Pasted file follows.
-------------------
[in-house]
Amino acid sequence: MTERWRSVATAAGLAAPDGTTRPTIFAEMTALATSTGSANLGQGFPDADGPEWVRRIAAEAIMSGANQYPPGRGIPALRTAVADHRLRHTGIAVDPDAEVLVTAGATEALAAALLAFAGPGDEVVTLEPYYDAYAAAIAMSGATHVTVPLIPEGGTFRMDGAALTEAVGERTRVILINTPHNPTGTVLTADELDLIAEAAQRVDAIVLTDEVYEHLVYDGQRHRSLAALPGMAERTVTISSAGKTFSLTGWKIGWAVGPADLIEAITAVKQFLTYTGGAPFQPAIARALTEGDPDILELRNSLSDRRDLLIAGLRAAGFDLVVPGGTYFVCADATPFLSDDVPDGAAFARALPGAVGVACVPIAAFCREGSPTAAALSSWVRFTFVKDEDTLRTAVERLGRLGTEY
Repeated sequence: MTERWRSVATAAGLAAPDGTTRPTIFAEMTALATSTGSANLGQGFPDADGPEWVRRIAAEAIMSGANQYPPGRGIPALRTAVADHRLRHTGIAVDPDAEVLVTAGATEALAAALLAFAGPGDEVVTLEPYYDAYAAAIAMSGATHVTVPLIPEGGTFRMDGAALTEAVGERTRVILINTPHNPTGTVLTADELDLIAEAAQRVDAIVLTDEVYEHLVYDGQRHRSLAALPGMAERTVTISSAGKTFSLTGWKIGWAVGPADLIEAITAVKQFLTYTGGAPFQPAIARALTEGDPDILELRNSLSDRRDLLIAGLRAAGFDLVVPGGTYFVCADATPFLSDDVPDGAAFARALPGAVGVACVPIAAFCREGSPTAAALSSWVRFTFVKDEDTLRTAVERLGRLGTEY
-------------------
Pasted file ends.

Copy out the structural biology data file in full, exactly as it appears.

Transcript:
[in-house]
Amino acid sequence: MTERWRSVATAAGLAAPDGTTRPTIFAEMTALATSTGSANLGQGFPDADGPEWVRRIAAEAIMSGANQYPPGRGIPALRTAVADHRLRHTGIAVDPDAEVLVTAGATEALAAALLAFAGPGDEVVTLEPYYDAYAAAIAMSGATHVTVPLIPEGGTFRMDGAALTEAVGERTRVILINTPHNPTGTVLTADELDLIAEAAQRVDAIVLTDEVYEHLVYDGQRHRSLAALPGMAERTVTISSAGKTFSLTGWKIGWAVGPADLIEAITAVKQFLTYTGGAPFQPAIARALTEGDPDILELRNSLSDRRDLLIAGLRAAGFDLVVPGGTYFVCADATPFLSDDVPDGAAFARALPGAVGVACVPIAAFCREGSPTAAALSSWVRFTFVKDEDTLRTAVERLGRLGTEY
Repeated sequence: MTERWRSVATAAGLAAPDGTTRPTIFAEMTALATSTGSANLGQGFPDADGPEWVRRIAAEAIMSGANQYPPGRGIPALRTAVADHRLRHTGIAVDPDAEVLVTAGATEALAAALLAFAGPGDEVVTLEPYYDAYAAAIAMSGATHVTVPLIPEGGTFRMDGAALTEAVGERTRVILINTPHNPTGTVLTADELDLIAEAAQRVDAIVLTDEVYEHLVYDGQRHRSLAALPGMAERTVTISSAGKTFSLTGWKIGWAVGPADLIEAITAVKQFLTYTGGAPFQPAIARALTEGDPDILELRNSLSDRRDLLIAGLRAAGFDLVVPGGTYFVCADATPFLSDDVPDGAAFARALPGAVGVACVPIAAFCREGSPTAAALSSWVRFTFVKDEDTLRTAVERLGRLGTEY